Photoacoustic imaging

Promising option for noninvasive monitoring of prostate cancer

While active surveillance is often recommended for patients with nonaggressive prostate cancer to reduce unnecessary treatment, the challenge for clinicians is to monitor and distinguish early-stage tumors from advanced cancers. A team of scientists led by researchers from Roswell Park Cancer Institute have demonstrated that photoacoustic imaging (PAI) may be an effective tool for more accurately viewing and monitoring prostate cancer.

Images of prostrate cells caputured through photoacoustic imaging at Roswell...
Images of prostrate cells caputured through photoacoustic imaging at Roswell Park Cancer Institute.
Source: Roswell Park Cancer Institute
Images of prostrate cells caputured through photoacoustic imaging at Roswell...
Images of prostrate cells caputured through photoacoustic imaging at Roswell Park Cancer Institute
Source: Roswell Park Cancer Institute

Photoacoustic imaging is an emerging noninvasive imaging modality that has not yet been used in clinical settings. Using photoacoustic imaging, this team of scientists focused a laser light on prostate cells and then “listened” using ultrasound technology to see how a dye attached to a specific prostate cancer marker, PSMA, reacted to the light waves. They chose to study this technology’s use in imaging prostate cancer, as the prostate can be imaged in situ. Photoacoustic imaging of these prostate cells, the researchers found, enabled good discrimination between cells with and without the cancer marker.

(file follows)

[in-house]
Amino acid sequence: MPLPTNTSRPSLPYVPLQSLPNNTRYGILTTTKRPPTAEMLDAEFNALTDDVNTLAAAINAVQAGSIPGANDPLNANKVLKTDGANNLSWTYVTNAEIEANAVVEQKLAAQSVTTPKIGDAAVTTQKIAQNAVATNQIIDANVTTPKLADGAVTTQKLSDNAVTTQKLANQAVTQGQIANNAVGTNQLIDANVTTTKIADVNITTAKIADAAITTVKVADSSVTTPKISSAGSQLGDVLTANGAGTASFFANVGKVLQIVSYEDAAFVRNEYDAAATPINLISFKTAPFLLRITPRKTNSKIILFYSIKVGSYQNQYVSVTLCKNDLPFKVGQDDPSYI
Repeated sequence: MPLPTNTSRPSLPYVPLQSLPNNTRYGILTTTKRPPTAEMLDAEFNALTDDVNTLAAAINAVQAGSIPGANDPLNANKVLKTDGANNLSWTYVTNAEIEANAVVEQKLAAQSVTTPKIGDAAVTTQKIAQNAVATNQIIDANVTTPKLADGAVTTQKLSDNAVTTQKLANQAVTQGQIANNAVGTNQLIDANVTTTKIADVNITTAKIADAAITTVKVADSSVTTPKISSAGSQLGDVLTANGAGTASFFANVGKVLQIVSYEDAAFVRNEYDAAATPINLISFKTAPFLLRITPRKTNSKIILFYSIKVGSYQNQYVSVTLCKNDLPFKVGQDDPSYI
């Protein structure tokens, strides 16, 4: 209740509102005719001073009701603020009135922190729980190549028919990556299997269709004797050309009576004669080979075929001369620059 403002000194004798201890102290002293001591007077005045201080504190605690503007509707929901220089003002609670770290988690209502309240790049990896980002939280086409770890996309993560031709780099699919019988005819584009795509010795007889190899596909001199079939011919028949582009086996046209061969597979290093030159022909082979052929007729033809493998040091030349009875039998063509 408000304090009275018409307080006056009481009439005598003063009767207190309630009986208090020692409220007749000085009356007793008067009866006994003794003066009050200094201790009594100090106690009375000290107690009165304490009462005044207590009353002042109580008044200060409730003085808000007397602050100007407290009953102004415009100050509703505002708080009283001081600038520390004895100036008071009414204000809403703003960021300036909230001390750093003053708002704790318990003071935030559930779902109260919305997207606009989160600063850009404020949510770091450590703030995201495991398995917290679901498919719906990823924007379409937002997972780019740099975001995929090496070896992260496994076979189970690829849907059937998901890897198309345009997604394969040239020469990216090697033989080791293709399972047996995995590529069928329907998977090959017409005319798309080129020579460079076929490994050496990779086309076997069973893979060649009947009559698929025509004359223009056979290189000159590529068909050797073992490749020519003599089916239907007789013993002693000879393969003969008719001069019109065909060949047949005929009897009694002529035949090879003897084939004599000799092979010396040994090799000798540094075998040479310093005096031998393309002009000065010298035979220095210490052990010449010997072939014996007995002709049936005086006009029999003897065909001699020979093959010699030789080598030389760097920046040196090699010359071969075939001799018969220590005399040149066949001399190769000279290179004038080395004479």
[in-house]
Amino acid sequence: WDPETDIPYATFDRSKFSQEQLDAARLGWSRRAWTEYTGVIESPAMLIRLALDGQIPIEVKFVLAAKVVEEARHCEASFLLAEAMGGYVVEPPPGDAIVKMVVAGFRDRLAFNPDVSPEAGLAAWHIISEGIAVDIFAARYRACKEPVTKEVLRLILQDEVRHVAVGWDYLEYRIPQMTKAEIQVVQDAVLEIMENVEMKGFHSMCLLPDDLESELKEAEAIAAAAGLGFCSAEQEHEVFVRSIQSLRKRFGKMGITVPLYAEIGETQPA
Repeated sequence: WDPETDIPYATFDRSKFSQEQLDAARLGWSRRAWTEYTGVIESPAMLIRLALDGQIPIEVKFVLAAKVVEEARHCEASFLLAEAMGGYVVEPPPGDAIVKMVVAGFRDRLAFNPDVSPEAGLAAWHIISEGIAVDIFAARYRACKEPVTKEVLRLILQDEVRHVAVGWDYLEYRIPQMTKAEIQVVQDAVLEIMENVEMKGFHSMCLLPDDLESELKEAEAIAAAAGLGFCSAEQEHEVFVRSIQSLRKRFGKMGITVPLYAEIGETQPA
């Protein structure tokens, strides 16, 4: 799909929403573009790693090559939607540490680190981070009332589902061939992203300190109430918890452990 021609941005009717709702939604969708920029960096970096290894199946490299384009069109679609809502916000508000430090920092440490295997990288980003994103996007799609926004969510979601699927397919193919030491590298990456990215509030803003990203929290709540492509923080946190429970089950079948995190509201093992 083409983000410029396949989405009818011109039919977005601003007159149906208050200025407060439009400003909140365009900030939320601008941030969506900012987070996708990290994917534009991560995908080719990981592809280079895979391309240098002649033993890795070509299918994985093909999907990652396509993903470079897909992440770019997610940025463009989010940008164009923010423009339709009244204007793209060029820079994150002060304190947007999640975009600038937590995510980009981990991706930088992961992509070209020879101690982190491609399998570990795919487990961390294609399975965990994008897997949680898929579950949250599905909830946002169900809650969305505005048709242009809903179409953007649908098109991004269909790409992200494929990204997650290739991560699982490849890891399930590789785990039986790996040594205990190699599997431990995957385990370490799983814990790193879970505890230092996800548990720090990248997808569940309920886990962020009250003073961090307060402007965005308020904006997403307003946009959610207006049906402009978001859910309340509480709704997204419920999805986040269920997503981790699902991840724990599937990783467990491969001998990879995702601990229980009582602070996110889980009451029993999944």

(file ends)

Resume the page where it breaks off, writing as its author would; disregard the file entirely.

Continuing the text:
“This proof-of-concept study demonstrates that this technology may allow for real-time monitoring of prostate cancer in patients during the course of active surveillance. For patients with more aggressive disease, the technology could offer more precise targeting of biopsies to confirm the need for definitive therapy,” says senior author of the study Kent Nastiuk, PhD, Assistant Professor of Cancer Genetics and Genitourinary Cancers at Roswell Park. “This technology offers the potential to confirm the initial prostate cancer diagnosis, guide biopsies and monitor tumor volume — which is currently not measureable — for improved case management and treatment decision-making.”


Source:  Roswell Park Cancer Institute   

18.07.2016

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